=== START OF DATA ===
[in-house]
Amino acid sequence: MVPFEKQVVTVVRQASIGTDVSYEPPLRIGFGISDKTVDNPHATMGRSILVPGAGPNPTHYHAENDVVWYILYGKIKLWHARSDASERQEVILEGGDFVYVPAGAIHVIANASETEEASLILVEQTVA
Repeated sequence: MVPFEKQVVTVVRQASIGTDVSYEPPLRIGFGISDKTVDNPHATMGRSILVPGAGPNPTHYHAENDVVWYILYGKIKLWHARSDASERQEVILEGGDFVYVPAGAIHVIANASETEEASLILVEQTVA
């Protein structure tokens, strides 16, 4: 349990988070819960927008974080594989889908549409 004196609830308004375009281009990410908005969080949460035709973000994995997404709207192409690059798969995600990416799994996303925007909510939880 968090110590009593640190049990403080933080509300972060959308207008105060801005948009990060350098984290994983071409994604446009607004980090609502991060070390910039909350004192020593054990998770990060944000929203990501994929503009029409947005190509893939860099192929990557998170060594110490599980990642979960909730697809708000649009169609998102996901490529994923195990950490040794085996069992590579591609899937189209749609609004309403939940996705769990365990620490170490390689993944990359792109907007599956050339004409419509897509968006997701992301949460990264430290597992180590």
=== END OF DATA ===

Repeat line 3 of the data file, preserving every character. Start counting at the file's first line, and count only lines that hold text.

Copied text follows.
Repeated sequence: MVPFEKQVVTVVRQASIGTDVSYEPPLRIGFGISDKTVDNPHATMGRSILVPGAGPNPTHYHAENDVVWYILYGKIKLWHARSDASERQEVILEGGDFVYVPAGAIHVIANASETEEASLILVEQTVA